Tuesday, October 4, 2011

The first few weeks...

My good friend ( and chief bridesmaid.... many moons ago) had her first baby last week. His name is Mark and he arrived healthy and happy, via C-section in Perth, Australia.
Today, she and her hubby have taken their precious little man home.
I can't help but think back to the day the Man I Married and I took our first little blessing, Jack,  home, seventeen years ago.

He was so tiny, under 6 lb, sunshine yellow from the usual post-birth jaundice, and deliciously unaware of how inept his new custodians were.
I remember how impossibly small he looked, like a soft puddle in the bottom of the baby capsule. We drove home slower than a 90 yr old Nanna out for a Sunday Drive. We diverted around pot holes and fussed over whether the indicator was too loud.

Jack slept.

We carried him inside. (after I nearly whacked his little head off on the top of the car door jam). We placed him in the cradle. We stood back and sighed. Nine months of waiting, planning, preparing and reading. The baby cupboard was stocked with minute singlets and Babygros, nappies (diapers in the US), mittens and socks. The bookshelves were stocked with What to Expect In your Baby's First Year, Babyhood, The Johnson and Johnson Baby manual, How to Daddy, Babyfoods for Beginners, Parenting for Dummies and Positive Parenting. We had it covered.

The silence stretched for eternity. Now what? After all this time of waiting, he was finally here.

I think that moment in time... was when it all went arse-up, downhill, belly-up, face-planting, hooley-dooley, what were we thinking and what kind of irresponsible hospital lets two totally inadequate, barely out of their teens bring home a baby without even a home inspection!!!!!???

Jack cried.
And cried
And cried

My Mum had come to stay with us the night before the birth and for 2 weeks after. She was wonderful. She was kind. She was experienced.
She rocked, cuddled, swaddled and burped. I worried I'd drop him accidently in the baby bath
She held that angry little boy while he told her his worries, I fussed over how wet a nappy has to be for me to accurately measure his urine output and assess the efficiency of my breastmilk.
She held him on her shoulder as he sobbed in her ear. I sobbed in her other ear.

And then, after two weeks she had to go.

I can remember like it was yesterday, sitting on the couch with her. Mum with Jack in her arms trying to convince me to take him, so she could get in her car and drive away. To this day I can not imagine how her heart must have ached, how badly she wanted to make it okay for me
I wailed "You'll have to take him with you. He doesn't like me". She so gently replied " Oh sweetheart, he does like you, he just has to get used to everything".

She walked to her car, started it and with a wave and a smile she drove away. I have never felt so alone in my whole life. She drove to just around the bend and pulled over to bawl her eyes out.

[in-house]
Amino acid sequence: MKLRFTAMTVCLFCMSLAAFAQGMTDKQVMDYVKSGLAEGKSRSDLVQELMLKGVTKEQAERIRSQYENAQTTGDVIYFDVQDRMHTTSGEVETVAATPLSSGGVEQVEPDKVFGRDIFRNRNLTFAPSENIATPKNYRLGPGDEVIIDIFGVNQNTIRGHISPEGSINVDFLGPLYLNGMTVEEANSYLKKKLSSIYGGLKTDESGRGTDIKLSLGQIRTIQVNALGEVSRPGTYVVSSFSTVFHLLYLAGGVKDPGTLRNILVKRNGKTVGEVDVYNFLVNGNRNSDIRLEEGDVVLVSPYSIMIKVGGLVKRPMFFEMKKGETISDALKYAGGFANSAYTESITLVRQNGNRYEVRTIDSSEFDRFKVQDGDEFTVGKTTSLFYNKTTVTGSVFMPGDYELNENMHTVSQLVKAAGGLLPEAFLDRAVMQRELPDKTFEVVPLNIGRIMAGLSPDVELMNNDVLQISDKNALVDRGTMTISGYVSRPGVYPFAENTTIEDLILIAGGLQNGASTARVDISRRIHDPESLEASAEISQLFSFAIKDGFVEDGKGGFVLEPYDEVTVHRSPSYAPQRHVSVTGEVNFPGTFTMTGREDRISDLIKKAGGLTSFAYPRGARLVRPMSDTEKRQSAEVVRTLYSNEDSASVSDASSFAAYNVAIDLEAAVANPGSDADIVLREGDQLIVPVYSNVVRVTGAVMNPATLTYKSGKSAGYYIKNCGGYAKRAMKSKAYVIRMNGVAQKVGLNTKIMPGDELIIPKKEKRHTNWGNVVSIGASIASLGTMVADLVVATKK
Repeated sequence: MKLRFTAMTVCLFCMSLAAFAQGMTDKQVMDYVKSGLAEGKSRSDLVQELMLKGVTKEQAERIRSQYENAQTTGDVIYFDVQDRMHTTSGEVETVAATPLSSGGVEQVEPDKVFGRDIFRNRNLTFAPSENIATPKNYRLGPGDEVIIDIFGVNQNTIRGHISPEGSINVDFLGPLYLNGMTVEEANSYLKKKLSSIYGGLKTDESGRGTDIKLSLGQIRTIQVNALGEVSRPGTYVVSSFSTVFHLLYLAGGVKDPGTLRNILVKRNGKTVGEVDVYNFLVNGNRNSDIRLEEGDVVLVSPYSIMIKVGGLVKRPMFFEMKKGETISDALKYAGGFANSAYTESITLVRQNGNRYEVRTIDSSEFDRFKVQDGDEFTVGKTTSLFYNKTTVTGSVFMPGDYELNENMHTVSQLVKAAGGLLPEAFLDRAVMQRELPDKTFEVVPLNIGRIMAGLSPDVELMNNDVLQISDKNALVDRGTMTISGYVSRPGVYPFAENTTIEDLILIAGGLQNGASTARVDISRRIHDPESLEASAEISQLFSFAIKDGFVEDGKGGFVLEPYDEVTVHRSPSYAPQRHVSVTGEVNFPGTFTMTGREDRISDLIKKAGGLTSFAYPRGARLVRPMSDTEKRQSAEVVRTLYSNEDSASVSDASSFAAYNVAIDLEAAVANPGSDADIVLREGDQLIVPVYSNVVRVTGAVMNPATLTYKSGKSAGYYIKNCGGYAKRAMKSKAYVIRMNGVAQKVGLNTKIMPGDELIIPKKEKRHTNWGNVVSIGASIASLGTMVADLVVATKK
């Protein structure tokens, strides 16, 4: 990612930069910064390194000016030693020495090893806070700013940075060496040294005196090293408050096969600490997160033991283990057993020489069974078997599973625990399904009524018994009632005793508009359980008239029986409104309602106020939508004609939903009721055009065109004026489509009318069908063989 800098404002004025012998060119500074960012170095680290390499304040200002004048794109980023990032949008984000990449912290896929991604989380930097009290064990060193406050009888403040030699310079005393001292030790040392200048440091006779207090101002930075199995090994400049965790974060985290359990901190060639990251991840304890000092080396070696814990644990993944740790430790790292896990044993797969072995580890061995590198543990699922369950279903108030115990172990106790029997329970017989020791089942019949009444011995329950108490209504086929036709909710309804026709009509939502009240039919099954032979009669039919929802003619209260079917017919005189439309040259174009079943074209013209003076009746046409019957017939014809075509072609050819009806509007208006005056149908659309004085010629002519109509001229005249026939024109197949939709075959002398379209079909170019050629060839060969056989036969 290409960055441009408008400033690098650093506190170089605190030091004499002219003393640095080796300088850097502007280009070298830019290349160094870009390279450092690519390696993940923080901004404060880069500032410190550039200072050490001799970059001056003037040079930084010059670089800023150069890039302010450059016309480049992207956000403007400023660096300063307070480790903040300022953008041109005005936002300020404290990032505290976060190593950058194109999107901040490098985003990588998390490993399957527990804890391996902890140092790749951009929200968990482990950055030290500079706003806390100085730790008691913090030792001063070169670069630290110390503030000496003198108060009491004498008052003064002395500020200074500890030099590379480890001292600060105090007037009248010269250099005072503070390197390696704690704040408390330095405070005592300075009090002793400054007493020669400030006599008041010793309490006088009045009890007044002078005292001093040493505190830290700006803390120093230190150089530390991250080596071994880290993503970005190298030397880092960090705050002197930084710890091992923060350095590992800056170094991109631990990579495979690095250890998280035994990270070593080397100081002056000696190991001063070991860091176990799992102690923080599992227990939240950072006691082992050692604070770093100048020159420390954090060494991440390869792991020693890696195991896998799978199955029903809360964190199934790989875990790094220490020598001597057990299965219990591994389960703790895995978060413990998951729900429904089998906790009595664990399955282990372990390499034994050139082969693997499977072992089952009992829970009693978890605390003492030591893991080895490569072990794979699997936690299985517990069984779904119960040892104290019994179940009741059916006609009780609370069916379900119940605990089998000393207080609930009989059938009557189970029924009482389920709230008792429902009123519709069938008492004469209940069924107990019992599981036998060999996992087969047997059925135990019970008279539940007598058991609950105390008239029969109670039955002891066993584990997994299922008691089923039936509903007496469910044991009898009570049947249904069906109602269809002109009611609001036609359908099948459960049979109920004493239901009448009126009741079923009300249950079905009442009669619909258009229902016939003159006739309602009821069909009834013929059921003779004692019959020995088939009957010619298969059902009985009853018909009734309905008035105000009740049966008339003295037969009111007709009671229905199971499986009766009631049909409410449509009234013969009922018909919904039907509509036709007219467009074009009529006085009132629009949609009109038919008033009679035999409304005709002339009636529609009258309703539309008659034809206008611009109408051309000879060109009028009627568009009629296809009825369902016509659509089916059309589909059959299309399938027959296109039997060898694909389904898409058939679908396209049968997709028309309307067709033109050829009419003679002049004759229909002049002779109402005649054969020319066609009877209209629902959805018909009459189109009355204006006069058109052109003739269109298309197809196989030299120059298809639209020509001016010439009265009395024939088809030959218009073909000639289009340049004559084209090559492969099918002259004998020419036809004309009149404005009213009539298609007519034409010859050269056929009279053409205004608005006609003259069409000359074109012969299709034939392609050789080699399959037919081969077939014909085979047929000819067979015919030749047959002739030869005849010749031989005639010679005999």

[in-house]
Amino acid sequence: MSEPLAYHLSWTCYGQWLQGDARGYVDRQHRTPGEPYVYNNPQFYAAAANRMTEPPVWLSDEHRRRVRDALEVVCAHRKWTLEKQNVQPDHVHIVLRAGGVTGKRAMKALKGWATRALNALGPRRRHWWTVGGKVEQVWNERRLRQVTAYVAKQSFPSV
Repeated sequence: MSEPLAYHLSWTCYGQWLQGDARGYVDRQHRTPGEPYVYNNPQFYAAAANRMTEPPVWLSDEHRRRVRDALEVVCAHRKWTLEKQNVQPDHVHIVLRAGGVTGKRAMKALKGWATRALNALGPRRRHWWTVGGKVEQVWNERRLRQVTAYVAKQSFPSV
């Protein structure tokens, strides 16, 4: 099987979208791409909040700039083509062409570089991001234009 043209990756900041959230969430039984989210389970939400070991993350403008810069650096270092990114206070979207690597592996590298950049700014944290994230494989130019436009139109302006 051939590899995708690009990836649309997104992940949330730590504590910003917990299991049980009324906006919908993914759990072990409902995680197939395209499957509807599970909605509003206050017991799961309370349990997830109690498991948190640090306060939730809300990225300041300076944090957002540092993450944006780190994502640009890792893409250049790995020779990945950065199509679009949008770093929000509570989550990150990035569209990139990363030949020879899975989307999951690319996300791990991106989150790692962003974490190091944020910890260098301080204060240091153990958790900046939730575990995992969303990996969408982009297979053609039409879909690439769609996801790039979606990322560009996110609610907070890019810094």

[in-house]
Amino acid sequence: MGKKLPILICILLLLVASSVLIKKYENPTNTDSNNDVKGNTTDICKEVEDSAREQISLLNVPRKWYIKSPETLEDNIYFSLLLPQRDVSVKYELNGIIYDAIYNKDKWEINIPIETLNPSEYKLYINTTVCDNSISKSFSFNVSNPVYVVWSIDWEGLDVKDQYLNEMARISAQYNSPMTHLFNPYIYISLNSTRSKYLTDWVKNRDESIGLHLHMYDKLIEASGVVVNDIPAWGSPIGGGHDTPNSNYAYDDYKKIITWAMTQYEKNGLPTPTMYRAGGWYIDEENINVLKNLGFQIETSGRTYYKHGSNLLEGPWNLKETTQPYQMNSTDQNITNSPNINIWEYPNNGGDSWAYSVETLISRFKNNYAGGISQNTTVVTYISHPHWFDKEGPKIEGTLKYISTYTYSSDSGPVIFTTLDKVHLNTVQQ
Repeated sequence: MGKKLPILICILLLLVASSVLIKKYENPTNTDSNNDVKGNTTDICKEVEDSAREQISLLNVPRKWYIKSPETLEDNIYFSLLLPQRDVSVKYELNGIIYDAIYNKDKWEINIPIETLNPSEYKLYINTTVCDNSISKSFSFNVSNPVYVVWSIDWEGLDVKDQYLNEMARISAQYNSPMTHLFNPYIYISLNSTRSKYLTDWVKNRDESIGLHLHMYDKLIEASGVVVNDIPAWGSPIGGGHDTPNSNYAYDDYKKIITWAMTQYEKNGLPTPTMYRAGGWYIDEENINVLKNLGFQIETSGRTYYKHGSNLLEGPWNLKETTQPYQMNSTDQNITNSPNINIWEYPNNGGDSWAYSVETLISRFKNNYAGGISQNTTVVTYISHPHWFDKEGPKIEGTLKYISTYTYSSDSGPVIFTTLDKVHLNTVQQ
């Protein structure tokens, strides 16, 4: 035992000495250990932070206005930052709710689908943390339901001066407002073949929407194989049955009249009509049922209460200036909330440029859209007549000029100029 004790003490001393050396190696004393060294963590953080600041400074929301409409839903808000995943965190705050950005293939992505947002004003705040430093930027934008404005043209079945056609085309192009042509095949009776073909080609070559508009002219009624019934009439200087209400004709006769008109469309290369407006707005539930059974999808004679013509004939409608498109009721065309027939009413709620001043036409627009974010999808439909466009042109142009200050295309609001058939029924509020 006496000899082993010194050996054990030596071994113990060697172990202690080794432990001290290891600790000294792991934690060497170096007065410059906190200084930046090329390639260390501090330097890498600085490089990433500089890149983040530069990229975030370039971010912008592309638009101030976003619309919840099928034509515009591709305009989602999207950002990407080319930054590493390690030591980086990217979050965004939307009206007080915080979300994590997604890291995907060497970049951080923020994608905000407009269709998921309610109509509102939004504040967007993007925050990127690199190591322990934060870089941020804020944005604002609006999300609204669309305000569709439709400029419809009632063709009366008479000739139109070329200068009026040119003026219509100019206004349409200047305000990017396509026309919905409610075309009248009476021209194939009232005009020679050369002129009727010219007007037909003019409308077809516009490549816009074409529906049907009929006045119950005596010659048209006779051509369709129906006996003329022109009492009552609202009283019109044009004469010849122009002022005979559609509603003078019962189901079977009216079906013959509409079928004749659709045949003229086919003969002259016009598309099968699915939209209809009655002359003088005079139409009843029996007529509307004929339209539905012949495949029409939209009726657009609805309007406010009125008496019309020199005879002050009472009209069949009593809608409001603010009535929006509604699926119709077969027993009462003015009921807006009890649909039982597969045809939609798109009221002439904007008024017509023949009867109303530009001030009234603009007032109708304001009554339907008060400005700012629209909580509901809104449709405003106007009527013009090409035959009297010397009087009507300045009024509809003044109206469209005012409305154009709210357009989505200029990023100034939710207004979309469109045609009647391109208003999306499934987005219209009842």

Of course Jack and I became friends,  he has managed to survive to 17.
I discovered that you can allow a baby to cry for the two minutes it takes to get a block of firewood. Contrary to all my expectations, there were no anaphylactic reactions to apples, rice or chicken. He never did get bitten by a snake or stung by an angry swarm of wasps and thus far his little neck is intact in spite of schoolboy rough play.

I walked, waded and doggy paddled through depression. I learned I am not and don't have to be perfect. I learned that kids can eat weetbix for dinner, and a baby does not have to have a bath before 11am each day. I learned to be kind to myself. I learned that my little boy and the three precious girls really do love me, no matter what I do. And once they get used to their crazy, neurotic Mum, it's all okay.

I am grateful we have survived this far. I do not want to go back to the first baby, the uncertainty, the questioning again. I would, frankly, rather staple my head to the carpet.

Yes we survived the first baby. We as parents have raised him.  But somewhere deep down there is a little pocket in him, kept especially for his Nanna.

I know it, he knows it and she knows it.

To my Mum, who I know will read this. I love you, thankyou!


  1. Thank you! You and MYM have done fantastic job since those early days! And what a handsome dude he is now!!! P.S. I'm biased - can you tell??? Nanna

  2. Allan and Jill, my parents, are my sanity . My soft place to fall. xxx Lisa

  3. Oh my gosh!

    This is just BEAUTIFUL & exactly what I needed to read today.

    I cried with you {& your mum} when you described her driving around the corner & bawling. Ugh. Pulled on the emotional cords, this one :)

    Beautifully written xox

  4. This is a great post that brings back lots of memories of when we took K home from hospital only we didn't have anyone staying with us we just did what we thought because we actually had absolutely no idea of how to raise a child !!!

    Have a great day !


Your comments are welcome, please be kind and respectful. We all have different views of the world, sharing your view with gentle words is appreciated.xxx Lisa